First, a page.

OP-EDS

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October 25, 2002

Gun issues in the sniper

The recent series of sniper shootings around the nation's capital has triggered a renewed gun control debate. There is now a suspect in custody and we are currently learning more details about how these crimes were allegedly committed. The frightening thing is that it does not seem like any specialized equipment was needed to carry out the murders. They could have been committed with a normal hunting rifle. With this in mind, it would behoove us to think about how we control access to these weapons. Though the NRA will undoubtedly vehemently disapprove, the time has come to look again at an expanded registration system for rifles.

Each gun leaves a unique "fingerprint" on the bullets it fires. According to the Los Angeles Times, the mark is created on the bullet itself and on the spent shell casing. These marks can be linked with the serial number of the weapon to track down its origin.

Gun advocacy groups, quite rightly point out that this information is often worthless. If, for instance, a weapon has been stolen, then knowing who originally purchased it and when they did so is essentially irrelevant. However, that information does give police some idea of where the gun originated. Furthermore, it might help pinpoint how stolen guns are distributed to street criminals (common and otherwise). Obviously, for such a system to work, police would need not only the active cooperation of gun shop owners, but that of pawnbrokers and independent resellers who operate at trade shows. These people have historically been unwilling to cooperate with such laws. What they have to realize is that ultimately it is to their advantage to cooperate with law enforcement.

Americans are increasingly waking up to the reality that our open society is becoming a target. I do not refer only to attacks from abroad, but also to domestic terror incidents. Although this threat has not been emphasized recently, it still exists. Of course, keeping closer tabs on gun ownership will not, in itself, cause these threats to go away. It will, however, allow law enforcement to track which guns are used in particular crimes. Rifle tracking may allow law enforcement officials to determine the motivation for domestic terror crimes, but would not necessarily make a difference in terms of international terrorism. For instance, if al Qaeda operatives were to carry out attacks in the United States, they might use guns manufactured abroad, which would produce fingerprints not found in any database of American manufactured weapons.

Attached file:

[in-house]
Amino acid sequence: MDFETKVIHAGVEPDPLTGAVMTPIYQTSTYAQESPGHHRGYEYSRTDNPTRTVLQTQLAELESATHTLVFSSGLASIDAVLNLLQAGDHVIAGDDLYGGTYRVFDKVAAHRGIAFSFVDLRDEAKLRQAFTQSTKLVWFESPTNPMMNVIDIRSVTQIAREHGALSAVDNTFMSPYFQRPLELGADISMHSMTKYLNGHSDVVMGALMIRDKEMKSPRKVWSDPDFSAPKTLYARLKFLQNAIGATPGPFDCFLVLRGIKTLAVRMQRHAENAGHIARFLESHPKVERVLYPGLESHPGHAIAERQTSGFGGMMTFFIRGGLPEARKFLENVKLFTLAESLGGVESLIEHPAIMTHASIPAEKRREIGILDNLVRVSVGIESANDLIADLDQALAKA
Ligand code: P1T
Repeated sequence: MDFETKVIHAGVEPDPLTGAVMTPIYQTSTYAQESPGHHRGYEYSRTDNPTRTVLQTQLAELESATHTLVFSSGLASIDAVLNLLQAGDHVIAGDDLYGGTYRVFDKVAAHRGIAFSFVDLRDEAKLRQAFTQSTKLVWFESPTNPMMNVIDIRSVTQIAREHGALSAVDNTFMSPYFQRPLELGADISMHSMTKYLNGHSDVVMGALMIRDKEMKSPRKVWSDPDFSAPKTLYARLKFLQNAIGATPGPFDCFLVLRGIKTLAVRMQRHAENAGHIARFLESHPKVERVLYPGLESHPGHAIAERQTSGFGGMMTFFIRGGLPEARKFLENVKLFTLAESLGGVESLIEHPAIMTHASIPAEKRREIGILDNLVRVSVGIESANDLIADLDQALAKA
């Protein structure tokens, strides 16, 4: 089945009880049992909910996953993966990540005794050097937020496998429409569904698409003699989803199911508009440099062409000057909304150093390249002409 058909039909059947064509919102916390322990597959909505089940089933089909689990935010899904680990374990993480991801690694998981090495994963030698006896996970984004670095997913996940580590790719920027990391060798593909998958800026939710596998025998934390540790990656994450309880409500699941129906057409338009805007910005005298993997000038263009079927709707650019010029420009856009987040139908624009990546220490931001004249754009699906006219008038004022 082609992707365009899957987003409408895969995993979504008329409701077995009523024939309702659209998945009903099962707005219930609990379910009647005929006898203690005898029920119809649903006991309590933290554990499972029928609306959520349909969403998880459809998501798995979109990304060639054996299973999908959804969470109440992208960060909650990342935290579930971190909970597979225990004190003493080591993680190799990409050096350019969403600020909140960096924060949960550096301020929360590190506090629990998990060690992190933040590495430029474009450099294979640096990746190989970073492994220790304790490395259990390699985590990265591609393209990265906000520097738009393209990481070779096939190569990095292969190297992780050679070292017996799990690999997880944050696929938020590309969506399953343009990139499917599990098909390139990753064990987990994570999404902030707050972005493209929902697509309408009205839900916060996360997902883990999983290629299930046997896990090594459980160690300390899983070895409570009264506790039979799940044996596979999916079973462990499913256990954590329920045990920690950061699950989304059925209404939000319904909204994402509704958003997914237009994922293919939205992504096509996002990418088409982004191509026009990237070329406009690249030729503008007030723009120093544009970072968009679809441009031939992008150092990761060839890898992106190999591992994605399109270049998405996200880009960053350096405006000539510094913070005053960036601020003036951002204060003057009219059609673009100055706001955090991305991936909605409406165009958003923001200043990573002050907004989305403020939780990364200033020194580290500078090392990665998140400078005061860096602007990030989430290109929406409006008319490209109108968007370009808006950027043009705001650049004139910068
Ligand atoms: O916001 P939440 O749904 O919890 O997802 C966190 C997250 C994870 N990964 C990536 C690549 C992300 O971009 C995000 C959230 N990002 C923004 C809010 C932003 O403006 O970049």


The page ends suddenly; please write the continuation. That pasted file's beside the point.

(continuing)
In some sense, this plan is far too ambitious and prone to holes. It would require the full and complete cooperation of every American gun manufacturer. Given the current political climate and strength of such groups as the NRA, this is impossible. But government and industry working together could provide a partial solution. Even if only some manufacturers participated in the program to provide firing data for each weapon that they manufactured, that would provide some assistance to law enforcement efforts. Most likely, smart criminals would become wary of those weapons, as they would be less safe for the criminal to use. This would mean that there would be fewer guns that criminals could feel free to use.

On the other hand, law enforcement agencies would have to be very careful about how the plan to keep closer tabs on rifles would be implemented. There should be a way to allow gun owners to easily report when they have sold or given away a particularly weapon (ideally this could be done via the Internet). Likewise, buyers would have a way to register their ownership of a particular weapon. This would also make it easier for them to report a weapon as stolen.

Still, this system will not provide a simple answer to the problem of gun crime. It certainly would not stop a determined assailant or international terrorist. But it would provide law enforcement with another tool in its kit. While this would put a burden on gun owners, those that do own lethal weapons have an obligation to help protect society. There doesn't seem to be any real danger of government confiscation of legally held and used weapons under this system, or any reason to ban any sort of hunting weapon based on the sniper attacks alone. But we should think about ways to protect ourselves from similar incidents.